There is a lot of debate over the wisdom of Tuesday's trade sending Percy Harvin from the Minnesota Vikings to the Seattle Seahawks. For one, Adrian Peterson quickly made his displeasure known on Twitter after the deal was announced. Peterson's sentiments apparently aren't shared by everyone in the locker room, however. Tom Pelissero of 1500ESPN.com reports that several players were happy to hear that Harvin was moving on, and even happier about the deal that the Vikings received: First and seventh round picks in 2013, and a third round pick in 2014.
Peterson brought up a good point, however. Harvin is a tremendously talented player, and by trading him the Vikings have left themselves desperate for bodies in the wide receiver corps. Currently, Minnesota has four receivers under contract--Jarius Wright, Stephen Burton, Chris Summers and Greg Childs--with just 29 career receptions among them. The team recently released or opted to not re-sign 77 receptions from last season among Michael Jenkins, Jerome Simpson and Devin Aromashodu. Christian Ponder is going to need somebody to throw to.
It's safe to expect the Vikings to make some kind of move for a wideout in the draft or free agency. Unfortunately, there don't appear to be any clear-cut options. The speedy Mike Wallace seems like a natural fit to take over for Harvin, but money may be an issue, according to Pelissero. Ditto restricted free agent Victor Cruz. Greg Jennings would come much cheaper, but there are serious injury concerns. Wes Welker, meanwhile, may not have the skill set that the team is looking for. The Vikings don't have a ton of space under the salary cap, so making the right move at the right price will be critical.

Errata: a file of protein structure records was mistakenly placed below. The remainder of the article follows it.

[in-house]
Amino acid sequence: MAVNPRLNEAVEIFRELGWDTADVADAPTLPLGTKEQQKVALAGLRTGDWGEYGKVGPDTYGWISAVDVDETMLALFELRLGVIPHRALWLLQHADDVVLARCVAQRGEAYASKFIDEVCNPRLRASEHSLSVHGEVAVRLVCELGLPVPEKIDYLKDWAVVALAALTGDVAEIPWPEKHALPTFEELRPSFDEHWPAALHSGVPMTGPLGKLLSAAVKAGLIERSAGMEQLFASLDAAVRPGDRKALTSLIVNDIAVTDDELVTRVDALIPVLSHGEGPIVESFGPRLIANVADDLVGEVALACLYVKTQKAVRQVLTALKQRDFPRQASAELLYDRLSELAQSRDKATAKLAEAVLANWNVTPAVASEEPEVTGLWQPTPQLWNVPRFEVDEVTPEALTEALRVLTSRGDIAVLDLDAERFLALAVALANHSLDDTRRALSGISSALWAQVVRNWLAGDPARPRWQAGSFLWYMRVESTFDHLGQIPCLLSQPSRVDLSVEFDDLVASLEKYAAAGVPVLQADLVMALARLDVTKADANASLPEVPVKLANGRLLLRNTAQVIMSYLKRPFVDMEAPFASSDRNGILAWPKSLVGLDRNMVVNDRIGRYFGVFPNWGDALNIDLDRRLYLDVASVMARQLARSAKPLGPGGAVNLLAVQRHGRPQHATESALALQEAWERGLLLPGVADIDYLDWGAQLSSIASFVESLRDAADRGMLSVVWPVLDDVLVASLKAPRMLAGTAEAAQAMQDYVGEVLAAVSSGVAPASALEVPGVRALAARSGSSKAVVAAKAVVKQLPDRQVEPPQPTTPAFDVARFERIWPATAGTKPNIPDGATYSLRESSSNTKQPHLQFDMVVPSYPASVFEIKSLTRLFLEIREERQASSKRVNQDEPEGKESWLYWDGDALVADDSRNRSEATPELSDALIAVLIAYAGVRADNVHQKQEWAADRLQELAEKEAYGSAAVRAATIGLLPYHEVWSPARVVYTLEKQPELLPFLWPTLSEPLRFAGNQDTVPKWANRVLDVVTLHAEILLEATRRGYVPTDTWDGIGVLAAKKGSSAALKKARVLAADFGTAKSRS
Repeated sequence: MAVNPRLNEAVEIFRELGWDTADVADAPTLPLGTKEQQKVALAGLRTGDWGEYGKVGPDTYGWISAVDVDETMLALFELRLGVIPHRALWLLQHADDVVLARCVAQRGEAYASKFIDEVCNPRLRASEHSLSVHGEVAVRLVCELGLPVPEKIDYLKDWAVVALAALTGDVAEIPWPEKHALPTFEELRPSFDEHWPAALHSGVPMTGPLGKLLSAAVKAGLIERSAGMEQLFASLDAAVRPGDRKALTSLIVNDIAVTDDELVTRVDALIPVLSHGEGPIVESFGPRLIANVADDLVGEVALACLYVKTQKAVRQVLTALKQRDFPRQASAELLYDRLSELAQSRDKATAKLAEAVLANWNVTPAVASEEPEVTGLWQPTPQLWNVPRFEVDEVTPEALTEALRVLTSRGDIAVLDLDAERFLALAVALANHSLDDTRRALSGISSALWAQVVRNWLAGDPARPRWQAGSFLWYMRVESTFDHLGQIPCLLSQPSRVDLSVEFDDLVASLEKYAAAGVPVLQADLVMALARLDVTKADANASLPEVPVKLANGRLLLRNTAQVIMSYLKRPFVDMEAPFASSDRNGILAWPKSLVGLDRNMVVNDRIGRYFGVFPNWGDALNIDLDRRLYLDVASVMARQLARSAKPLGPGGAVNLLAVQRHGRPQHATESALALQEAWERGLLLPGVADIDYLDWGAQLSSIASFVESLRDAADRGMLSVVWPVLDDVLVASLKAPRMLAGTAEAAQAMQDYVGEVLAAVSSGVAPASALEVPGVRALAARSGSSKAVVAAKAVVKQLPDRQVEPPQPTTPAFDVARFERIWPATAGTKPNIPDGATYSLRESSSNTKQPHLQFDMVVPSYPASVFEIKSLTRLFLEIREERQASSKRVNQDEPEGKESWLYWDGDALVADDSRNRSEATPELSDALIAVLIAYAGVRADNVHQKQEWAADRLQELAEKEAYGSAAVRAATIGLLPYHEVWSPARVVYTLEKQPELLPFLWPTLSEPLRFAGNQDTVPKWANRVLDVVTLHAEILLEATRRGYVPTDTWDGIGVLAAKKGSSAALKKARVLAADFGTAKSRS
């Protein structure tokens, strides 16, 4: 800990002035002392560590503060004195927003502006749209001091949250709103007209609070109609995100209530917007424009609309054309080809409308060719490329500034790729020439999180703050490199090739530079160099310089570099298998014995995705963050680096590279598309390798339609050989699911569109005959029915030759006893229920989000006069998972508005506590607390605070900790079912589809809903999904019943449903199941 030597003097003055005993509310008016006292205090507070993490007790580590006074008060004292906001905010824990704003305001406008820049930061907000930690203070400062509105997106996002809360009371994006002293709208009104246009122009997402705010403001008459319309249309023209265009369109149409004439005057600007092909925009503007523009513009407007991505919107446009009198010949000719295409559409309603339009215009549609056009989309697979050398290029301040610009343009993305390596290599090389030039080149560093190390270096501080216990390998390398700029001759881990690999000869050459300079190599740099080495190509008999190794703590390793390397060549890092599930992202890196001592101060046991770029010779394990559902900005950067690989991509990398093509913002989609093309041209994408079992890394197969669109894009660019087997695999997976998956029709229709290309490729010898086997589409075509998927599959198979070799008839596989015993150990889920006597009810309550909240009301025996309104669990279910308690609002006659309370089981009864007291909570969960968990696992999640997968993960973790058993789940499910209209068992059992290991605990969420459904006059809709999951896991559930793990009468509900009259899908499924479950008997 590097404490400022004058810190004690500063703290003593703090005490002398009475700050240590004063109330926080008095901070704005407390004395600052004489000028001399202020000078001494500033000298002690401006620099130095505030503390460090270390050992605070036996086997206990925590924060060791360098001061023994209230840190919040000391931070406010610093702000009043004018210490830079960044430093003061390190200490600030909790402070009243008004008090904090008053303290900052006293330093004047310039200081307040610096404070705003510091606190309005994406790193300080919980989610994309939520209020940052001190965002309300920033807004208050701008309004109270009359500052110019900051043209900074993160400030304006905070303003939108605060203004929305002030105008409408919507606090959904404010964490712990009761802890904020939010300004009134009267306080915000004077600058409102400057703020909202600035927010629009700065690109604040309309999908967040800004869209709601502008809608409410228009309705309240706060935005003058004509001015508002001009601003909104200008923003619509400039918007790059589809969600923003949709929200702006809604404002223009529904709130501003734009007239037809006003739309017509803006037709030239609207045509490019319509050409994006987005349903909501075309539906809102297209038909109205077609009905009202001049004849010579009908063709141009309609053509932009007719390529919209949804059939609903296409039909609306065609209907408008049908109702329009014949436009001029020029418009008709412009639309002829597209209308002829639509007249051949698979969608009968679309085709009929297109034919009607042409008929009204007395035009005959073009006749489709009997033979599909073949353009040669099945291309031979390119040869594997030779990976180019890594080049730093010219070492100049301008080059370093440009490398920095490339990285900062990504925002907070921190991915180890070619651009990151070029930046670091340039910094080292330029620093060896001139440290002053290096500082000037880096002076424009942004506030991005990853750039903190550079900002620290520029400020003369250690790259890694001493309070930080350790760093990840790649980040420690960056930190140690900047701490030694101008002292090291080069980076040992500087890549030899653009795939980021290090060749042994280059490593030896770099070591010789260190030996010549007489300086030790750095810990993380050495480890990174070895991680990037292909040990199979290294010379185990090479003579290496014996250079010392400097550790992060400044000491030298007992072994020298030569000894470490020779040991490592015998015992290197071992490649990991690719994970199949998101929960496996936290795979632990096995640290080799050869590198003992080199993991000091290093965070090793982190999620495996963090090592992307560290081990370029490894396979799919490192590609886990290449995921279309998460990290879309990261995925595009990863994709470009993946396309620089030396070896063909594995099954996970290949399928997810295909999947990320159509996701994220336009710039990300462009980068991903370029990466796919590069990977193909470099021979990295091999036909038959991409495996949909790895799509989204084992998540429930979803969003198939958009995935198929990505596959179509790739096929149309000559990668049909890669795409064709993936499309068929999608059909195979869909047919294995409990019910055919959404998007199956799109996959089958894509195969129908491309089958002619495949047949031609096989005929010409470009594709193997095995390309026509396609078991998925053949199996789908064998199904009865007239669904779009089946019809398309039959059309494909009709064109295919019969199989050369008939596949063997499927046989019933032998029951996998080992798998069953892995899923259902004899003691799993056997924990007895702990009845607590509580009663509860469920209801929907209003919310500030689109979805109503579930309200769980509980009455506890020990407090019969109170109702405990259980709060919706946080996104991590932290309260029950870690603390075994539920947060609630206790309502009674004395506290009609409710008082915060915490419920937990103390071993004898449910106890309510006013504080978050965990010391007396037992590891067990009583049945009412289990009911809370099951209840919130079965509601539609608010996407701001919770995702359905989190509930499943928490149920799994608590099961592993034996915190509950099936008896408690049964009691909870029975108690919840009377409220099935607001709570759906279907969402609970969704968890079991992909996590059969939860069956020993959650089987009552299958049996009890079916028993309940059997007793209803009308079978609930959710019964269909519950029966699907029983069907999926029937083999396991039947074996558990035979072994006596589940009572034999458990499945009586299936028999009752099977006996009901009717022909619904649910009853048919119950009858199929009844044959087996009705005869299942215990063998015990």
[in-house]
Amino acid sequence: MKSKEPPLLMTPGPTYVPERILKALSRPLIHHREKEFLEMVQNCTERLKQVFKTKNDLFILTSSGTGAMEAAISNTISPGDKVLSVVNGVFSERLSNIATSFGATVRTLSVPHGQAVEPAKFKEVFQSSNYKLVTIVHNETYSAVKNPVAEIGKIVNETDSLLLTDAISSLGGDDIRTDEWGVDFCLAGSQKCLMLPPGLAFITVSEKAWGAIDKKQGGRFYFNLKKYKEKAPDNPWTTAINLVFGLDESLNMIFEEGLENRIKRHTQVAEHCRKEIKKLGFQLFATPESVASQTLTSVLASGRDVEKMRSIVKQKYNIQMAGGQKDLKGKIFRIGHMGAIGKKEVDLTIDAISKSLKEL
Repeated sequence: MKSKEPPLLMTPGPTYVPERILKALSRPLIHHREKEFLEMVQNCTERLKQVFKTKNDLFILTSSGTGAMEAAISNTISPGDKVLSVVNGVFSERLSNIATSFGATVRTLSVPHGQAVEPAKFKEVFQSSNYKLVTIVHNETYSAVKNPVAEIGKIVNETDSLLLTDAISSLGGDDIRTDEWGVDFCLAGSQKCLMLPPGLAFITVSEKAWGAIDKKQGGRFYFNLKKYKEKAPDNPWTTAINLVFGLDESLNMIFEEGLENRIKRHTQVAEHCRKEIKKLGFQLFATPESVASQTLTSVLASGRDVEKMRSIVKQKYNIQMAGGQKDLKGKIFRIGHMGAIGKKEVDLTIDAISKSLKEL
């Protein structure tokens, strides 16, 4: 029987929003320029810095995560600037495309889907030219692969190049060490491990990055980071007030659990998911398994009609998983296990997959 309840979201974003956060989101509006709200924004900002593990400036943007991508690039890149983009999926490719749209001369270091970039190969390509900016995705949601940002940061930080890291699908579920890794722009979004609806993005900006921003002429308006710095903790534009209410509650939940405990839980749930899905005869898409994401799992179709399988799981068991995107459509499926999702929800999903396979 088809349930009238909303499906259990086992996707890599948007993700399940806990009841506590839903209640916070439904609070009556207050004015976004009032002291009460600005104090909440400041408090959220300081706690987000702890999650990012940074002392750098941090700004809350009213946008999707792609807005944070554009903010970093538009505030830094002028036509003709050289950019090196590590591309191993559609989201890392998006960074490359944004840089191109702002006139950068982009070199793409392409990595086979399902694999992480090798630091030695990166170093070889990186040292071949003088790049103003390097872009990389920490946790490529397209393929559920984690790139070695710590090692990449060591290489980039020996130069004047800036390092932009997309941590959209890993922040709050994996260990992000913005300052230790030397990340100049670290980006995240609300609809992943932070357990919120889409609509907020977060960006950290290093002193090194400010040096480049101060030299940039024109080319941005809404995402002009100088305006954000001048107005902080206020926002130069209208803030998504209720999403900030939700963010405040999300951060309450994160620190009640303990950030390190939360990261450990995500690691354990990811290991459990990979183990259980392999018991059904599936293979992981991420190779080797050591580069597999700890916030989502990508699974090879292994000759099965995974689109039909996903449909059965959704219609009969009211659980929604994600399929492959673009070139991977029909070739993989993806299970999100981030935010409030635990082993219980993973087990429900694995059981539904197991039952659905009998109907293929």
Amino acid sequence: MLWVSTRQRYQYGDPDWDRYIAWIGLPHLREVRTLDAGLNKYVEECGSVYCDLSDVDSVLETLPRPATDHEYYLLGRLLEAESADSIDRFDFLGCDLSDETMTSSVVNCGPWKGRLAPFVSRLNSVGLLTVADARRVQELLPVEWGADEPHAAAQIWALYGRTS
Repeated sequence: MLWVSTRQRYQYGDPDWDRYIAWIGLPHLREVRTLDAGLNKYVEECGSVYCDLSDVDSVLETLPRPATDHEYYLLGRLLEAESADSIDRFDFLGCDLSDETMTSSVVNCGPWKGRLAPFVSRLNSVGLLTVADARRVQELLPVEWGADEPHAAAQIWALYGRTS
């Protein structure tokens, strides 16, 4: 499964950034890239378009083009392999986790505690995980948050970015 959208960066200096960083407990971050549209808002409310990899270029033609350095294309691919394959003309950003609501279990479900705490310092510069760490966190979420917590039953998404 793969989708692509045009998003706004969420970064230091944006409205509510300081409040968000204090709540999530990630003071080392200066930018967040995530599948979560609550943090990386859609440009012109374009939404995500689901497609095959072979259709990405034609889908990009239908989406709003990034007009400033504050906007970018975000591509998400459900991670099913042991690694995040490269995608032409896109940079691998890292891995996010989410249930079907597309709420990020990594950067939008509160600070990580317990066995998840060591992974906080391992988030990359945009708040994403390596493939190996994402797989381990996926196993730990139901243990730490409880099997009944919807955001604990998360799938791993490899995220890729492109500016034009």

Getting the right player will also be important for Ponder, who the Vikings are still trying to shape into a viable starting NFL quarterback. Reports on Monday indicated that Harvin's criticism of Ponder may have been the final straw in the decision to ship the receiver elsewhere. The trade can be seen as a vote of confidence for the third-year quarterback in a way, but the Vikings still have to find someone who wants to catch passes from a quarterback who averaged just 6.08 yards per attempts last season. Jennings, for example, has reportedly indicated that he will hold out to play for an established quarterback if he can afford to. The Vikings may have no choice but to overpay if they want to maintain Ponder's development.
Peterson also isn't getting any younger. He will be 28 in late March, and though he is coming off an MVP season, Peterson plays a position with a relatively short shelf life in the NFL. The Vikings should look to capitalize on Peterson's prime as much as they can, and making sure that the passing game is at least a nominal threat would certainly help.
The Vikings are stuck between hard places at the moment. This year's crop of wide receivers in free agency and the NFL Draft isn't particularly strong, but the Vikings may have no choice but to reach if they are going to field a respectable unit during the 2013 season. Ponder's development, the best years of Peterson's career and the Vikings' playoff hopes may depend on how the team rebuilds the receiving corps, not to mention the sanity of fans.